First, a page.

But when next day, about tea-time, an hour at which he was pretty certain to find Norah at home, he knocked at her door his courage suddenly failed him. Was it possible for her to forgive him? It would be abominable of him to force himself on her presence. The door was opened by a maid new since he had been in the habit of calling every day, and he inquired if Mrs. Nesbit was in.
‘Will you ask her if she could see Mr. Carey?’ he said. ‘I’ll wait here.’
The maid ran upstairs and in a moment clattered down again.
‘Will you step up, please, sir. Second floor front.’
‘I know,’ said Philip, with a slight smile.
He went with a fluttering heart. He knocked at the door.
‘Come in,’ said the well-known, cheerful voice.
It seemed to say come in to a new life of peace and happiness. When he entered Norah stepped forward to greet him. She shook hands with him as if they had parted the day before. A man stood up.
‘Mr. Carey—Mr. Kingsford.’
Philip, bitterly disappointed at not finding her alone, sat down and took stock of the stranger. He had never heard her mention his name, but he seemed to Philip to occupy his chair as though he were very much at home. He was a man of forty, clean-shaven, with long fair hair very neatly plastered down, and the reddish skin and pale, tired eyes which fair men get when their youth is passed. He had a large nose, a large mouth; the bones of his face were prominent, and he was heavily made; he was a man of more than average height, and broad-shouldered.
‘I was wondering what had become of you,’ said Norah, in her sprightly manner. ‘I met Mr. Lawson the other day—did he tell you?—and I informed him that it was really high time you came to see me again.’
Philip could see no shadow of embarrassment in her countenance, and he admired the use with which she carried off an encounter of which himself felt the intense awkwardness. She gave him tea. She was about to put sugar in it when he stopped her.
‘How stupid of me!’ she cried. ‘I forgot.’
He did not believe that. She must remember quite well that he never took sugar in his tea. He accepted the incident as a sign that her nonchalance was affected.
The conversation which Philip had interrupted went on, and presently he began to feel a little in the way. Kingsford took no particular notice of him. He talked fluently and well, not without humour, but with a slightly dogmatic manner: he was a journalist, it appeared, and had something amusing to say on every topic that was touched upon; but it exasperated Philip to find himself edged out of the conversation. He was determined to stay the visitor out. He wondered if he admired Norah. In the old days they had often talked of the men who wanted to flirt with her and had laughed at them together. Philip tried to bring back the conversation to matters which only he and Norah knew about, but each time the journalist broke in and succeeded in drawing it away to a subject upon which Philip was forced to be silent. He grew faintly angry with Norah, for she must see he was being made ridiculous; but perhaps she was inflicting this upon him as a punishment, and with this thought he regained his good humour. At last, however, the clock struck six, and Kingsford got up.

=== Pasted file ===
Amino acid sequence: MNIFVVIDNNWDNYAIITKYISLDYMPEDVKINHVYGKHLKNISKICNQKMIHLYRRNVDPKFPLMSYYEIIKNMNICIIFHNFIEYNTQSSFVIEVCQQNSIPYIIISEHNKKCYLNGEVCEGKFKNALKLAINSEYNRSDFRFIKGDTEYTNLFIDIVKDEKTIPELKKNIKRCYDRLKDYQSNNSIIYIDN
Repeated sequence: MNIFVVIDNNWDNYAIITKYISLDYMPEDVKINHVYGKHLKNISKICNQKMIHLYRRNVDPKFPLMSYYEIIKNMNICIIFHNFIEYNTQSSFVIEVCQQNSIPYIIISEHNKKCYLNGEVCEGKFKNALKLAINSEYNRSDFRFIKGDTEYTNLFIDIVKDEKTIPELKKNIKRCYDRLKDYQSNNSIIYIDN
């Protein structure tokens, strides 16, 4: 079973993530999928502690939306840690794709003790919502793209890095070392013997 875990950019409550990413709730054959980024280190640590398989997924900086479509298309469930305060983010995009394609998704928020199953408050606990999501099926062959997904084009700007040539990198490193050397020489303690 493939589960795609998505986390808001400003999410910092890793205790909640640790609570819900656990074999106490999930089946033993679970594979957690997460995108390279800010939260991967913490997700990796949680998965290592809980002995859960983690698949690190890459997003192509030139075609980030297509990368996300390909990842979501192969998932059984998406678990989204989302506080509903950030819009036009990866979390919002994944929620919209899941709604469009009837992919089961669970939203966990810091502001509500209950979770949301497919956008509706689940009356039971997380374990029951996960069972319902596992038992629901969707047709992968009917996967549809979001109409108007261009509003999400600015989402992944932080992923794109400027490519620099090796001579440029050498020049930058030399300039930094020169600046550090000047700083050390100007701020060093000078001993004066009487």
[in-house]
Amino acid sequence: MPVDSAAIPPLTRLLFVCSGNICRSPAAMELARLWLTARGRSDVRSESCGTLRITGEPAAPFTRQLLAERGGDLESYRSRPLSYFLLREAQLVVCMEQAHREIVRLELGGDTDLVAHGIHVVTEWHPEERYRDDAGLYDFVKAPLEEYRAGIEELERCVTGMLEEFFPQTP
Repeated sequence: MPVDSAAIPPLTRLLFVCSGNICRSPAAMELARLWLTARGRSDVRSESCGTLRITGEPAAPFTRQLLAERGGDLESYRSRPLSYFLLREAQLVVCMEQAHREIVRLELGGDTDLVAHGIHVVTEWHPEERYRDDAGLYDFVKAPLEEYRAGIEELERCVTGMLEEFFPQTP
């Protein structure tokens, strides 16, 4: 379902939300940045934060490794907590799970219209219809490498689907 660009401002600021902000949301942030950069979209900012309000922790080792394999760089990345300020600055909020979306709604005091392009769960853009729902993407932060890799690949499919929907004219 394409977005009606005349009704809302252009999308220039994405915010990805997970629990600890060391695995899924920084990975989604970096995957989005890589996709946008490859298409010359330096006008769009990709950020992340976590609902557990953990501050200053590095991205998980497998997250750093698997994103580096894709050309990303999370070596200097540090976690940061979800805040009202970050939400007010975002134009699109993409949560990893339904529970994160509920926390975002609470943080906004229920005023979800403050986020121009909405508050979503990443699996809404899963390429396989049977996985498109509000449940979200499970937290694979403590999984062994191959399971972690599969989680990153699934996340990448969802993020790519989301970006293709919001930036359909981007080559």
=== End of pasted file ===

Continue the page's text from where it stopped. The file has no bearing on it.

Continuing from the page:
‘I must go,’ he said.
Norah shook hands with him, and accompanied him to the landing. She shut the door behind her and stood outside for a couple of minutes. Philip wondered what they were talking about.
‘Who is Mr. Kingsford?’ he asked cheerfully, when she returned.
‘Oh, he’s the editor of one of Harmsworth’s Magazines. He’s been taking a good deal of my work lately.’
‘I thought he was never going.’
‘I’m glad you stayed. I wanted to have a talk with you.’ She curled herself into the large arm-chair, feet and all, in a way her small size made possible, and lit a cigarette. He smiled when he saw her assume the attitude which had always amused him.
‘You look just like a cat.’
She gave him a flash of her dark, fine eyes.
‘I really ought to break myself of the habit. It’s absurd to behave like a child when you’re my age, but I’m comfortable with my legs under me.’
‘It’s awfully jolly to be sitting in this room again,’ said Philip happily. ‘You don’t know how I’ve missed it.’
‘Why on earth didn’t you come before?’ she asked gaily.
‘I was afraid to,’ he said, reddening.
She gave him a look full of kindness. Her lips outlined a charming smile.
‘You needn’t have been.’
He hesitated for a moment. His heart beat quickly.
‘D’you remember the last time we met? I treated you awfully badly—I’m dreadfully ashamed of myself.’